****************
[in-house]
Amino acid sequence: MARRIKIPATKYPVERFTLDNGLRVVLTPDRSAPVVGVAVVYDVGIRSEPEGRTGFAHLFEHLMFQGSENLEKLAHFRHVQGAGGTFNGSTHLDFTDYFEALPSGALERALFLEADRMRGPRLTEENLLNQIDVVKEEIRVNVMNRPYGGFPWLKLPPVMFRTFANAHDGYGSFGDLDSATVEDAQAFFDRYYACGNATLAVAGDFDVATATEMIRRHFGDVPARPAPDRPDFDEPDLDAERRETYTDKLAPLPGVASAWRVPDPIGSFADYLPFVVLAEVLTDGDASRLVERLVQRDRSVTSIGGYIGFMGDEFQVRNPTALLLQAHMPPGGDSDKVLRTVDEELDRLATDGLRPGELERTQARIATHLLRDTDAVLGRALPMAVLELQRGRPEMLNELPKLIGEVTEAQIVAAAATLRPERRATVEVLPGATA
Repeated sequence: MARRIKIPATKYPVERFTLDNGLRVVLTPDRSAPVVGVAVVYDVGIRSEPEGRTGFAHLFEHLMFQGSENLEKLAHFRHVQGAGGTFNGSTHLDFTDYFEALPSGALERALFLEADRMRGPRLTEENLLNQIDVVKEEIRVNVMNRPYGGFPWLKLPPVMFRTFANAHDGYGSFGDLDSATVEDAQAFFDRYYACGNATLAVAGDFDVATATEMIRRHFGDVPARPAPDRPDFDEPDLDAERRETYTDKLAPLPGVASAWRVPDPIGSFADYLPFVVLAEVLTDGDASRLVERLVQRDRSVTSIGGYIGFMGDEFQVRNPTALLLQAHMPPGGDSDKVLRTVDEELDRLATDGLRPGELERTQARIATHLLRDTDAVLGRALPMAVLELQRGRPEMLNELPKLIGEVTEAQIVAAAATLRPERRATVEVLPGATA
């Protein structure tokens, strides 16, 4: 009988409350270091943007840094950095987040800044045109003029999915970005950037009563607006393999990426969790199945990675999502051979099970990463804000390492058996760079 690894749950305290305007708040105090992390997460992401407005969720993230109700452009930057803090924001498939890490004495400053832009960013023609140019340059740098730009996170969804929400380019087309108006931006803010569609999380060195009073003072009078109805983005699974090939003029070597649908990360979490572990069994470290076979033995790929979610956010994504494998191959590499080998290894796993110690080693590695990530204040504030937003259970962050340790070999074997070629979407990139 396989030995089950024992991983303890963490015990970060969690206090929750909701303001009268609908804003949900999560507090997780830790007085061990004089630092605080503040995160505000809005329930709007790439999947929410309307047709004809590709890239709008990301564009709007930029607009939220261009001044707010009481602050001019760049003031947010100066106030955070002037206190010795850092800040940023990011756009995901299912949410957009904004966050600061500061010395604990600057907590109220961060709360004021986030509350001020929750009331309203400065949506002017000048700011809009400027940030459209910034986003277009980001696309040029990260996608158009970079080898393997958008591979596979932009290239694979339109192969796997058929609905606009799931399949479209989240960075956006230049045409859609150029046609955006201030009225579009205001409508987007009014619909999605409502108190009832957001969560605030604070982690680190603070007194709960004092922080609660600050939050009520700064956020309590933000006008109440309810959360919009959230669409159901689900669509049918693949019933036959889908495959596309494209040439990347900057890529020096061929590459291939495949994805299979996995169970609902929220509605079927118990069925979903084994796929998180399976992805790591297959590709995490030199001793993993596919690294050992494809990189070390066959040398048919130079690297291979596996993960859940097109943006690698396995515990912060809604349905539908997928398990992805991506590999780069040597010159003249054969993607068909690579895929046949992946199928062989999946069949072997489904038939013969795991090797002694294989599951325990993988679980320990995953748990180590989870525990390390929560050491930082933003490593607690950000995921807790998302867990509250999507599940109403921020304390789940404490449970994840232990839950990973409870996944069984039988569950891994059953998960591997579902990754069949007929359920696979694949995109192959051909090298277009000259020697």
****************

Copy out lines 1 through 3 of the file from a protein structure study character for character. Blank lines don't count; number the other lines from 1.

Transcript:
[in-house]
Amino acid sequence: MARRIKIPATKYPVERFTLDNGLRVVLTPDRSAPVVGVAVVYDVGIRSEPEGRTGFAHLFEHLMFQGSENLEKLAHFRHVQGAGGTFNGSTHLDFTDYFEALPSGALERALFLEADRMRGPRLTEENLLNQIDVVKEEIRVNVMNRPYGGFPWLKLPPVMFRTFANAHDGYGSFGDLDSATVEDAQAFFDRYYACGNATLAVAGDFDVATATEMIRRHFGDVPARPAPDRPDFDEPDLDAERRETYTDKLAPLPGVASAWRVPDPIGSFADYLPFVVLAEVLTDGDASRLVERLVQRDRSVTSIGGYIGFMGDEFQVRNPTALLLQAHMPPGGDSDKVLRTVDEELDRLATDGLRPGELERTQARIATHLLRDTDAVLGRALPMAVLELQRGRPEMLNELPKLIGEVTEAQIVAAAATLRPERRATVEVLPGATA
Repeated sequence: MARRIKIPATKYPVERFTLDNGLRVVLTPDRSAPVVGVAVVYDVGIRSEPEGRTGFAHLFEHLMFQGSENLEKLAHFRHVQGAGGTFNGSTHLDFTDYFEALPSGALERALFLEADRMRGPRLTEENLLNQIDVVKEEIRVNVMNRPYGGFPWLKLPPVMFRTFANAHDGYGSFGDLDSATVEDAQAFFDRYYACGNATLAVAGDFDVATATEMIRRHFGDVPARPAPDRPDFDEPDLDAERRETYTDKLAPLPGVASAWRVPDPIGSFADYLPFVVLAEVLTDGDASRLVERLVQRDRSVTSIGGYIGFMGDEFQVRNPTALLLQAHMPPGGDSDKVLRTVDEELDRLATDGLRPGELERTQARIATHLLRDTDAVLGRALPMAVLELQRGRPEMLNELPKLIGEVTEAQIVAAAATLRPERRATVEVLPGATA